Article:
The research emphasised the significance of audio feedback and feedforward and removed students from a purely instrumental approach to assessment to get them to engage far more in the process. Audio comments given by assessors were perceived by students as tailored and customised to the individual student, and hence their credibility increased (Wolstencroft and De Main, 2021). Potential further research is needed to identify the timing of utilising audio feedback for the first time. The current investigation focussed on final year students, and many expressed advantages of it being introduced earlier as the benefit of feedforward is lost if a student moves away from academic study.


Q: How does the effectiveness of audio feedback and feedforward compare with traditional text-based feedback in terms of improving students' academic writing skills?

A: The effectiveness of audio feedback and feedforward, when compared to traditional text-based feedback, in improving students' academic writing skills can be significant, though specific comparative studies may provide more detailed insights. Audio feedback allows for a more nuanced and personal way of communicating, which can help students understand the context and the tone behind the feedback they receive. This can be particularly beneficial for conveying complex ideas or subtle suggestions for improvement that are often lost in written text. Moreover, the use of student voice in audio feedback can make the feedback process more engaging and can help students feel more connected to their assessors, potentially increasing their motivation to act on the feedback. However, the impact on academic writing skills would also depend on how students process and apply the feedback. Text analysis tools could support this by helping educators identify common areas of improvement across a cohort, thereby tailoring their audio feedback to address these issues more effectively.

Q: What are the challenges and limitations associated with implementing audio feedback and feedforward across different disciplines within higher education?

A: Implementing audio feedback and feedforward across different disciplines within higher education comes with several challenges and limitations. One of the main challenges is the diverse nature of assessments across disciplines, which may require different feedback approaches. For instance, feedback for a creative writing assignment might focus on narrative and style, while feedback for a scientific report might concentrate on accuracy and analysis. This diversity necessitates a flexible approach to feedback that audio may not always provide, especially for complex diagrams or equations that are easier to annotate visually. Another limitation is the potential technical barriers, including the need for suitable recording equipment and the ability for both students and staff to access and use the necessary technology effectively. Additionally, the personalisation of feedback, while beneficial, can be time-consuming for educators, especially in large classes. Finally, there's the consideration of student preferences and the varying effectiveness of audio feedback for different student needs. Incorporating student voice in the feedback process, by allowing students to express their preferences and concerns, could help mitigate some of these challenges by ensuring that feedback methods are tailored to their needs.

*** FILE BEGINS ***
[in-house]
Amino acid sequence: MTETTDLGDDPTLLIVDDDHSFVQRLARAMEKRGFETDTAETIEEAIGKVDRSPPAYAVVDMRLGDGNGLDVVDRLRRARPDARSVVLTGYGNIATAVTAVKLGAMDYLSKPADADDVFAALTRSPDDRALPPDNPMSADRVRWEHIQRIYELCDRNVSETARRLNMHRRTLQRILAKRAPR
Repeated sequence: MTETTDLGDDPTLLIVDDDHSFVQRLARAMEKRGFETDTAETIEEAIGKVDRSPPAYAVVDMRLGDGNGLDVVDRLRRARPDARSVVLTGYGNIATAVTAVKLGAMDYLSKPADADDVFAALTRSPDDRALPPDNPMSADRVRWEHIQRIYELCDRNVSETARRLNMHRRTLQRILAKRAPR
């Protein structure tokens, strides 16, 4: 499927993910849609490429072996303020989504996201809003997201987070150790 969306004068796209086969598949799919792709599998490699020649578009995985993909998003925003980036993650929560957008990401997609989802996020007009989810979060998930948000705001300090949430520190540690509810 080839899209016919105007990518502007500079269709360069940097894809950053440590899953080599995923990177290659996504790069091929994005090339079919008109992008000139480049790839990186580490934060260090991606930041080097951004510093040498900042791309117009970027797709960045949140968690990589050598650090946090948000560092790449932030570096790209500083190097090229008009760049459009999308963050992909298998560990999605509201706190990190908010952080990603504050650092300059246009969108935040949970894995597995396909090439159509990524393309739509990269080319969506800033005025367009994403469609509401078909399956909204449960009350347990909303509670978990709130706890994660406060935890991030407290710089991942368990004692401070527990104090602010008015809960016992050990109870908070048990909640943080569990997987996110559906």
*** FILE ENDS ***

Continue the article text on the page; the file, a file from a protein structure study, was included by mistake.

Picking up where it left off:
Q: How do students' perceptions of their own learning change as a result of engaging with audio feedback and feedforward, especially in terms of self-regulation and motivation?

A: Engaging with audio feedback and feedforward can significantly alter students' perceptions of their own learning, particularly in the areas of self-regulation and motivation. When students receive feedback in an audio format, they may find it easier to understand the intent and emotion behind the assessor's words, leading to a greater sense of connection and engagement with the feedback process. This personalised approach can help students see the value in the feedback, encouraging them to take ownership of their learning and to actively engage in self-regulation. They might become more motivated to reflect on their performance, identify areas for improvement, and set specific goals for future assignments. Furthermore, audio feedback can demystify the assessment process, making it seem more approachable and less formal, which can boost students' confidence in their abilities. The concept of student voice plays a crucial role here, as it is not just about providing feedback but also about fostering a dialogue where students feel heard and supported. This, in turn, can motivate them to invest more in their learning journey, seeking out additional resources and opportunities to improve.


[Source Paper] Wolstencroft, P. and De Main, L., 2020. ‘Why didn’t you tell me that before?’ Engaging undergraduate students in feedback and feedforward within UK higher education. Journal of Further and Higher Education, pp.1-12.
DOI: 10.1080/0309877X.2020.1759517

[1] Goldsmith, M. 2003. “Try Feedforward Rather than Feedback.” The Journal for Quality and Participation 26 (3): 38–40.

[2] San Pedro, M. 2012. “Feedback and Feedforward: Focal Points for Improving Academic Performance.” Journal of Technology and Science Education 2 (2): 77–85.
DOI: 10.3926/jotse.49